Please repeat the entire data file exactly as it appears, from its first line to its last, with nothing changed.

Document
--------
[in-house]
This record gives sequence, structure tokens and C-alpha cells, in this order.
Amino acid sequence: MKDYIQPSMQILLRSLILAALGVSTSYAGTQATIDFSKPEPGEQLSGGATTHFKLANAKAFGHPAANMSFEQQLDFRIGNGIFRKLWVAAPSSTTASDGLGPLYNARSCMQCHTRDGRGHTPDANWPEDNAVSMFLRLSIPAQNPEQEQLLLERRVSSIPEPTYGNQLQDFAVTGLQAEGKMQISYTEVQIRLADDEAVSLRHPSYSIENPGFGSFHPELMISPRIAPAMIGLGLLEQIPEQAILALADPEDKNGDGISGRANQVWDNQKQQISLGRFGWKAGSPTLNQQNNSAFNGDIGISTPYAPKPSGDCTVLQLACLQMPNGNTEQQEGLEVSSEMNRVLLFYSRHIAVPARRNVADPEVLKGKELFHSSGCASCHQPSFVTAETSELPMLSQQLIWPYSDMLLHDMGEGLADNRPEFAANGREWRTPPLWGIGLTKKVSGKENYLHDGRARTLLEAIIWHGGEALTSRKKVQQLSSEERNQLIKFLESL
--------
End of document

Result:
[in-house]
This record gives sequence, structure tokens and C-alpha cells, in this order.
Amino acid sequence: MKDYIQPSMQILLRSLILAALGVSTSYAGTQATIDFSKPEPGEQLSGGATTHFKLANAKAFGHPAANMSFEQQLDFRIGNGIFRKLWVAAPSSTTASDGLGPLYNARSCMQCHTRDGRGHTPDANWPEDNAVSMFLRLSIPAQNPEQEQLLLERRVSSIPEPTYGNQLQDFAVTGLQAEGKMQISYTEVQIRLADDEAVSLRHPSYSIENPGFGSFHPELMISPRIAPAMIGLGLLEQIPEQAILALADPEDKNGDGISGRANQVWDNQKQQISLGRFGWKAGSPTLNQQNNSAFNGDIGISTPYAPKPSGDCTVLQLACLQMPNGNTEQQEGLEVSSEMNRVLLFYSRHIAVPARRNVADPEVLKGKELFHSSGCASCHQPSFVTAETSELPMLSQQLIWPYSDMLLHDMGEGLADNRPEFAANGREWRTPPLWGIGLTKKVSGKENYLHDGRARTLLEAIIWHGGEALTSRKKVQQLSSEERNQLIKFLESL